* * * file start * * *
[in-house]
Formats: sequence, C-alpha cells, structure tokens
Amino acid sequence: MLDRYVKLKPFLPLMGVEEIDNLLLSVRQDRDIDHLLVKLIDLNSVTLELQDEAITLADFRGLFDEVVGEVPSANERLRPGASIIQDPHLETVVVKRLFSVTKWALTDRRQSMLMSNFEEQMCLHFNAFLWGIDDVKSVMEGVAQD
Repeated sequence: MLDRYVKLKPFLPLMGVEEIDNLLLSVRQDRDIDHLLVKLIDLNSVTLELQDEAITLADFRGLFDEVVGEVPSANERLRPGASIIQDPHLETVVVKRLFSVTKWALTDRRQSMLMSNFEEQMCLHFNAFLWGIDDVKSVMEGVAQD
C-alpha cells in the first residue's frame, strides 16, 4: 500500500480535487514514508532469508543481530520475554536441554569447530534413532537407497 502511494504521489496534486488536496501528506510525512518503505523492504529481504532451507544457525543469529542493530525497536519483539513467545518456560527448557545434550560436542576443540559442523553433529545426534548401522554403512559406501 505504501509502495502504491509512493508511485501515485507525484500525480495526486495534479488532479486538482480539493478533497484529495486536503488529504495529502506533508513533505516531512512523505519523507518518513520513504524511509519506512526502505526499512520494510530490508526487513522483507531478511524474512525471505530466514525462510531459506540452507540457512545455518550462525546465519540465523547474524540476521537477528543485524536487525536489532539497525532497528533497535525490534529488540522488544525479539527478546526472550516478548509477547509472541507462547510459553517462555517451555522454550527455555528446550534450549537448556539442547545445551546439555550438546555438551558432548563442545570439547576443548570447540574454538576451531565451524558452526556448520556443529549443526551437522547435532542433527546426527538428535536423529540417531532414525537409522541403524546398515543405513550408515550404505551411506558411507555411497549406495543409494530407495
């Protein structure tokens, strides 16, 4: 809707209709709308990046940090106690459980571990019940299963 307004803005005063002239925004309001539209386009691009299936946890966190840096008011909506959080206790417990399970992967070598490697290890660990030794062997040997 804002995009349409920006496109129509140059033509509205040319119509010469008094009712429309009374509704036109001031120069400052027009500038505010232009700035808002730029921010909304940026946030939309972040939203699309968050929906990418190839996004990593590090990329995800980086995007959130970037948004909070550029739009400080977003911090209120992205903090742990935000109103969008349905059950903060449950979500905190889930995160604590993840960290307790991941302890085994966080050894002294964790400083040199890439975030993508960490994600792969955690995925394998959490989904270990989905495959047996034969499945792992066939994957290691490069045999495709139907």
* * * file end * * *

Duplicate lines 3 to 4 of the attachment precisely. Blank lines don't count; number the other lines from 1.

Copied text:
Amino acid sequence: MLDRYVKLKPFLPLMGVEEIDNLLLSVRQDRDIDHLLVKLIDLNSVTLELQDEAITLADFRGLFDEVVGEVPSANERLRPGASIIQDPHLETVVVKRLFSVTKWALTDRRQSMLMSNFEEQMCLHFNAFLWGIDDVKSVMEGVAQD
Repeated sequence: MLDRYVKLKPFLPLMGVEEIDNLLLSVRQDRDIDHLLVKLIDLNSVTLELQDEAITLADFRGLFDEVVGEVPSANERLRPGASIIQDPHLETVVVKRLFSVTKWALTDRRQSMLMSNFEEQMCLHFNAFLWGIDDVKSVMEGVAQD